Peregrine To Conduct Trial Of Bavituximab In Patients With Advanced Breast Cancer
Peregrine Pharmaceuticals's Phase II clinical protocol to study bavituximab in combination with chemotherapy in patients with advanced breast cancer has been approved by the Drug Controller General of India (DCGI). The primary objective of the multi-center clinical trial is to assess the overall response rate to the combination of bavituximab with carboplatin and paclitaxel, chemotherapy drugs commonly used in the treatment of breast cancer.
In the trial's two-stage design, up to 15 patients with advanced breast cancer will be enrolled initially. The study will then be expanded up to a total of 46 patients if promising results are observed. Secondary objectives of the study include measuring time to tumor progression, duration of response, overall patient survival and safety parameters. Patients may continue to receive bavituximab alone after completion of chemotherapy as long as the cancer does not progress and side effects are acceptable.
"We are eager to begin this new trial because we saw encouraging signs of activity against advanced breast cancer in our bavituximab pilot combination therapy study, where two patients treated with bavituximab and these same chemotherapy agents achieved objective tumor responses," said Steven W. King, president and CEO of Peregrine. "We are optimistic that this new trial, along with our other Phase II bavituximab breast cancer trial, will provide us with valuable insights into bavituximab's potential in this important disease. We are now proceeding with final preparations for the trial and look forward to study initiation in the near future."
Tumor response in this study will be evaluated using Response Evaluation Criteria in Solid Tumors (RECIST) parameters. The trial is beingconducted according to International Conference on Harmonization (ICH) and Good Clinical Practices (GCP) standards.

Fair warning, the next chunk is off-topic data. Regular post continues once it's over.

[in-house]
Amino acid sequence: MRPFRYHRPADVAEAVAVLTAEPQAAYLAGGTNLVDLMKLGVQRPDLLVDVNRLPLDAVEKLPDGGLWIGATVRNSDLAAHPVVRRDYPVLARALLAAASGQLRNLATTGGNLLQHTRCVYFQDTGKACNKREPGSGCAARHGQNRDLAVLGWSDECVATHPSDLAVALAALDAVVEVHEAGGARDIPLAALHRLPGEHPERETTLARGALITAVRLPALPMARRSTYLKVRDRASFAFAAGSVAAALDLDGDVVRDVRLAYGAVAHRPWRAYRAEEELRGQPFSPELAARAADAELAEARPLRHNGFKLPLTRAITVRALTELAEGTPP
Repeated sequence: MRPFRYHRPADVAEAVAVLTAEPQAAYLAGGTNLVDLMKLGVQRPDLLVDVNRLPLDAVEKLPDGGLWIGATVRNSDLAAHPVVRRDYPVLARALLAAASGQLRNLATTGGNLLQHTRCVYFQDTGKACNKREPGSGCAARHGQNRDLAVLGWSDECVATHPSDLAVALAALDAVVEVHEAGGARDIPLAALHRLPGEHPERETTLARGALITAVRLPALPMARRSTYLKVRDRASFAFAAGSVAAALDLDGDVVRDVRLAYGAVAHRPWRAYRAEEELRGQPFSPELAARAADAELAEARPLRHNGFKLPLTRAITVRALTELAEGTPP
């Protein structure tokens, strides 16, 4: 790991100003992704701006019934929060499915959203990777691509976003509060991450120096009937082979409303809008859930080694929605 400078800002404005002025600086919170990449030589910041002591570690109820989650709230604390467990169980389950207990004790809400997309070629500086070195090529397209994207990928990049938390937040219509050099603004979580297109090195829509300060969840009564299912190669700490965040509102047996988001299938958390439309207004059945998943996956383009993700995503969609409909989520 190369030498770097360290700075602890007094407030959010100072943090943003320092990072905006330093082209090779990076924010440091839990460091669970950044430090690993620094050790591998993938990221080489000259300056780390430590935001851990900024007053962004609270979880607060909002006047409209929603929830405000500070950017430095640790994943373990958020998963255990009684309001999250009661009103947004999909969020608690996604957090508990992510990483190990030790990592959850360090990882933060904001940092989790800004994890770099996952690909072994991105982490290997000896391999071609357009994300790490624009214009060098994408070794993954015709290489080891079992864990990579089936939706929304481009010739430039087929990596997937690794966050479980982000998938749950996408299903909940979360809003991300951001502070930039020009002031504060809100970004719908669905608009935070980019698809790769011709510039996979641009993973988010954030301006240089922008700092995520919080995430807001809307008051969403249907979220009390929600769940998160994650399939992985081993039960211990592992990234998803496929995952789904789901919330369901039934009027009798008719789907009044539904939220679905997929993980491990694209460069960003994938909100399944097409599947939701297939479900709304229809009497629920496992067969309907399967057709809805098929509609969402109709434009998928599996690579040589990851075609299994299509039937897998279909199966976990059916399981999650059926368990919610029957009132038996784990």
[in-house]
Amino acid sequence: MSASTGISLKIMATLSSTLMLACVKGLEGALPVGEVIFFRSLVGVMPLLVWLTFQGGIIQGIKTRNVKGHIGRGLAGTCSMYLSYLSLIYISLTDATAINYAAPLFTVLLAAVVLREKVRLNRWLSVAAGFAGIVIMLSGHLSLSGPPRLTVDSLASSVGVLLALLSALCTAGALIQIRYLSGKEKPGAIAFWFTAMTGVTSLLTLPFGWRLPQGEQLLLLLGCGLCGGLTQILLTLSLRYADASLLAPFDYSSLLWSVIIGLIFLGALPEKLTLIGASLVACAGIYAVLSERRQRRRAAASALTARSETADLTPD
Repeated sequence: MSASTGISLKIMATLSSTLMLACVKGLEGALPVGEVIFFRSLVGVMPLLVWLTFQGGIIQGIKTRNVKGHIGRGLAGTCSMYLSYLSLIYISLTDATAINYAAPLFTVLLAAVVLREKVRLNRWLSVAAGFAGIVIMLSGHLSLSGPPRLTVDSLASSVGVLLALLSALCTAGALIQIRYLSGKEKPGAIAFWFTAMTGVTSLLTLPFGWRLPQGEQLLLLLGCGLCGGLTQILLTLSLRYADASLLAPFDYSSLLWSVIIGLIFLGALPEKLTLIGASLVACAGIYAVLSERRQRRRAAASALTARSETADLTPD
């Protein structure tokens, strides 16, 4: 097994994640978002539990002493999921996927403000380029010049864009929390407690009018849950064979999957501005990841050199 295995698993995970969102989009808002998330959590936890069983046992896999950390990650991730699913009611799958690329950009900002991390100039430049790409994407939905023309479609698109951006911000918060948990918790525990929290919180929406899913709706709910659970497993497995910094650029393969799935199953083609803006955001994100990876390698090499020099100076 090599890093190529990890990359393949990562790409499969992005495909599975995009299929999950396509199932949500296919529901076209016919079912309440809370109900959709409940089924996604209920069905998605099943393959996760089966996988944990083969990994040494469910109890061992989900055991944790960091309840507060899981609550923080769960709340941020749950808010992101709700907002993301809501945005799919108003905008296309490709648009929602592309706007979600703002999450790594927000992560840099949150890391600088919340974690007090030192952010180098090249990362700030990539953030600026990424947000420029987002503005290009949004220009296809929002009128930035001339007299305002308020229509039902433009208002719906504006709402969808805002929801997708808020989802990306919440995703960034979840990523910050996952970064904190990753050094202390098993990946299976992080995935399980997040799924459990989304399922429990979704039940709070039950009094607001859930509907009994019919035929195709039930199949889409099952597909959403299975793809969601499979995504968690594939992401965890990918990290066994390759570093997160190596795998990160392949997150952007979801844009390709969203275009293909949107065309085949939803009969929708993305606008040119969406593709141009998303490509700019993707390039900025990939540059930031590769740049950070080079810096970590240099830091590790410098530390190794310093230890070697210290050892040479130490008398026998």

The National Cancer Institute estimates that approximately 178,480 U.S. women were diagnosed with breast cancer in 2007 and 40,460 women died of the disease. According to the World Health Organization, breast cancer is the most commonly diagnosed cancer in women, and is second only to lung cancer as a leading cause of female cancer deaths.
Bavituximab is a monoclonal antibody that binds to a phospholipid called phosphatidylserine that is usually located inside normal cells, but which becomes exposed on the outside of the cells that line the blood vessels of tumors, creating a specific target for anti-cancer treatments. Bavituximab is believed to help mobilize the body's immune system to destroy the blood vessels needed for tumor growth and spread. In a Phase lb trial in advanced cancer patients, bavituximab plus chemotherapy appeared to have a safety profile consistent with chemotherapy alone and showed positive signs of clinical activity, achieving objective response or disease stabilization in 50% of the evaluable patients. Peregrine has now received regulatory approval for three Phase II clinical trials to study the anti-tumor effects of bavituximab in combination with chemotherapy: A breast cancer protocol in combination with docetaxel, a second breast cancer protocol in combination with carboplatin plus paclitaxel, and a non-small cell lung cancer protocol in combination with carboplatin and paclitaxel. Bavituximab is also in clinical trials in the U.S. in patients with advanced solid tumors and in patients co-infected with HCV and HIV.